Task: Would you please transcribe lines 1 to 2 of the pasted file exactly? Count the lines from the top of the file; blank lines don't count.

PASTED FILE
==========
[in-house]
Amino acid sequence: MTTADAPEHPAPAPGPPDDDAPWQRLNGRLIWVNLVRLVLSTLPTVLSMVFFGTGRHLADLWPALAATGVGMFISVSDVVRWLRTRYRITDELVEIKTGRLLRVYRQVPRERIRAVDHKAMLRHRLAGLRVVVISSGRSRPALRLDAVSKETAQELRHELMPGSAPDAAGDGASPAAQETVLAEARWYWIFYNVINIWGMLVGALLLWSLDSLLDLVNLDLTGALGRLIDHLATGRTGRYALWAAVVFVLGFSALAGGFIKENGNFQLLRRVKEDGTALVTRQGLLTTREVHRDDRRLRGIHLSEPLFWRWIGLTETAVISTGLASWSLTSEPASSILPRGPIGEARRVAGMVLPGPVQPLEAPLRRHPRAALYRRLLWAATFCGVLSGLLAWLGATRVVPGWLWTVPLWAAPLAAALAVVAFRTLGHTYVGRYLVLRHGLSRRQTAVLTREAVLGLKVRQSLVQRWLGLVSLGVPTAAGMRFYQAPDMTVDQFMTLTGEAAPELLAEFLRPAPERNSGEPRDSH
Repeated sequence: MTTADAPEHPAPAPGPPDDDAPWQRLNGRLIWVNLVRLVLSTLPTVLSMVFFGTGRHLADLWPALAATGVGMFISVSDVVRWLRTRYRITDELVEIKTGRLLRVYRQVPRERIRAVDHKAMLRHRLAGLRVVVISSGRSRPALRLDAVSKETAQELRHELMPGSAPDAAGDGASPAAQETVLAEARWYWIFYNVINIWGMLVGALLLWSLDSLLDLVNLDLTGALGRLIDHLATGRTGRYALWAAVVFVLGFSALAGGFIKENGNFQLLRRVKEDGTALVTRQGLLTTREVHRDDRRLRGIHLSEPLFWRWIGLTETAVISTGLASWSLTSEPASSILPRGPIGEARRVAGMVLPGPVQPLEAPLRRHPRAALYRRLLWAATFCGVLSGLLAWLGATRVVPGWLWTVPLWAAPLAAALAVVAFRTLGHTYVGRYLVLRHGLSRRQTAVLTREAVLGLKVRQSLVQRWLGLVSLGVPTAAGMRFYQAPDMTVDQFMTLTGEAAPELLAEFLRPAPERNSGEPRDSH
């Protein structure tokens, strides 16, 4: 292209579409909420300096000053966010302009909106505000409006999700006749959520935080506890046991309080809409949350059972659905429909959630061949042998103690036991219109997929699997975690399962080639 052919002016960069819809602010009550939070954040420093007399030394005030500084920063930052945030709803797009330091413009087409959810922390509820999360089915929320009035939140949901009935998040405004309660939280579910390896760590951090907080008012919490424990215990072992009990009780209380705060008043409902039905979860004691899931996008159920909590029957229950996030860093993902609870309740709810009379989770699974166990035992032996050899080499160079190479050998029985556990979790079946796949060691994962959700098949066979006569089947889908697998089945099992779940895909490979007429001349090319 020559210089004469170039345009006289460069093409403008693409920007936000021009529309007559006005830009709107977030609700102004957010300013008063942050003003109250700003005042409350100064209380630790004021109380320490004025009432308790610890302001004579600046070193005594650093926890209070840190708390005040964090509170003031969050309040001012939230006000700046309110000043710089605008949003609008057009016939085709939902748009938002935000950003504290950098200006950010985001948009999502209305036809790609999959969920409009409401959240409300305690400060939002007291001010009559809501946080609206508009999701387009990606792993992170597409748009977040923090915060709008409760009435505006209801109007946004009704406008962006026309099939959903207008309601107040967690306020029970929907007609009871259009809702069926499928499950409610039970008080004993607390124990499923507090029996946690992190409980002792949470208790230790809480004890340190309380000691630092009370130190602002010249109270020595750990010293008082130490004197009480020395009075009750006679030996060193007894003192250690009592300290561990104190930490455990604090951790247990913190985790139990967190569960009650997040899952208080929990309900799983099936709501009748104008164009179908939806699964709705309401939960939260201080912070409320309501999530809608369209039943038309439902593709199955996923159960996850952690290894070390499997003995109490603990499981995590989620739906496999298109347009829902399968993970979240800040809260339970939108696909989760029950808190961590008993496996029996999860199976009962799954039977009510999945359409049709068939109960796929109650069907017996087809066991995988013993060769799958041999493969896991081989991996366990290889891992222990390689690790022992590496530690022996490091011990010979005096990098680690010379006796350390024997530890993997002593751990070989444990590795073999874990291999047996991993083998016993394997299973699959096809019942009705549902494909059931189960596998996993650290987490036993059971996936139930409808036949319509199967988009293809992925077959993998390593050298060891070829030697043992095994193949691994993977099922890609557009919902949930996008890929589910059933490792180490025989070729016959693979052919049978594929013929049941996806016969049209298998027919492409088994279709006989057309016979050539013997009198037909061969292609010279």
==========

[in-house]
Amino acid sequence: MTTADAPEHPAPAPGPPDDDAPWQRLNGRLIWVNLVRLVLSTLPTVLSMVFFGTGRHLADLWPALAATGVGMFISVSDVVRWLRTRYRITDELVEIKTGRLLRVYRQVPRERIRAVDHKAMLRHRLAGLRVVVISSGRSRPALRLDAVSKETAQELRHELMPGSAPDAAGDGASPAAQETVLAEARWYWIFYNVINIWGMLVGALLLWSLDSLLDLVNLDLTGALGRLIDHLATGRTGRYALWAAVVFVLGFSALAGGFIKENGNFQLLRRVKEDGTALVTRQGLLTTREVHRDDRRLRGIHLSEPLFWRWIGLTETAVISTGLASWSLTSEPASSILPRGPIGEARRVAGMVLPGPVQPLEAPLRRHPRAALYRRLLWAATFCGVLSGLLAWLGATRVVPGWLWTVPLWAAPLAAALAVVAFRTLGHTYVGRYLVLRHGLSRRQTAVLTREAVLGLKVRQSLVQRWLGLVSLGVPTAAGMRFYQAPDMTVDQFMTLTGEAAPELLAEFLRPAPERNSGEPRDSH